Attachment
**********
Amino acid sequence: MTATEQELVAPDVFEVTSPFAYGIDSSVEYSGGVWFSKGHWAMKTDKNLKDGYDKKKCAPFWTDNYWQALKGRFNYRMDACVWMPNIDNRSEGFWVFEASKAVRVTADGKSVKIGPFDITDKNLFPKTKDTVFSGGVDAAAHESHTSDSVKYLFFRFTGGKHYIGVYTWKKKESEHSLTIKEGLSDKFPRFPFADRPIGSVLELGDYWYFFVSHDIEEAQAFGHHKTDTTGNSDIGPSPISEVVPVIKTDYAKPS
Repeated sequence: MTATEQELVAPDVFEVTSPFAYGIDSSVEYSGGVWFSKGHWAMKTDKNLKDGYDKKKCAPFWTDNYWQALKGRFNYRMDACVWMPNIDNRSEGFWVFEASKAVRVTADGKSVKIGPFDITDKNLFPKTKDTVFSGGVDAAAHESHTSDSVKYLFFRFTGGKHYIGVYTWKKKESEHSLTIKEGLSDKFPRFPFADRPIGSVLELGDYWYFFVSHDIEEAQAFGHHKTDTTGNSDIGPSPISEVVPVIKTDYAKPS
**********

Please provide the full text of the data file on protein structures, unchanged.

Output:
Amino acid sequence: MTATEQELVAPDVFEVTSPFAYGIDSSVEYSGGVWFSKGHWAMKTDKNLKDGYDKKKCAPFWTDNYWQALKGRFNYRMDACVWMPNIDNRSEGFWVFEASKAVRVTADGKSVKIGPFDITDKNLFPKTKDTVFSGGVDAAAHESHTSDSVKYLFFRFTGGKHYIGVYTWKKKESEHSLTIKEGLSDKFPRFPFADRPIGSVLELGDYWYFFVSHDIEEAQAFGHHKTDTTGNSDIGPSPISEVVPVIKTDYAKPS
Repeated sequence: MTATEQELVAPDVFEVTSPFAYGIDSSVEYSGGVWFSKGHWAMKTDKNLKDGYDKKKCAPFWTDNYWQALKGRFNYRMDACVWMPNIDNRSEGFWVFEASKAVRVTADGKSVKIGPFDITDKNLFPKTKDTVFSGGVDAAAHESHTSDSVKYLFFRFTGGKHYIGVYTWKKKESEHSLTIKEGLSDKFPRFPFADRPIGSVLELGDYWYFFVSHDIEEAQAFGHHKTDTTGNSDIGPSPISEVVPVIKTDYAKPS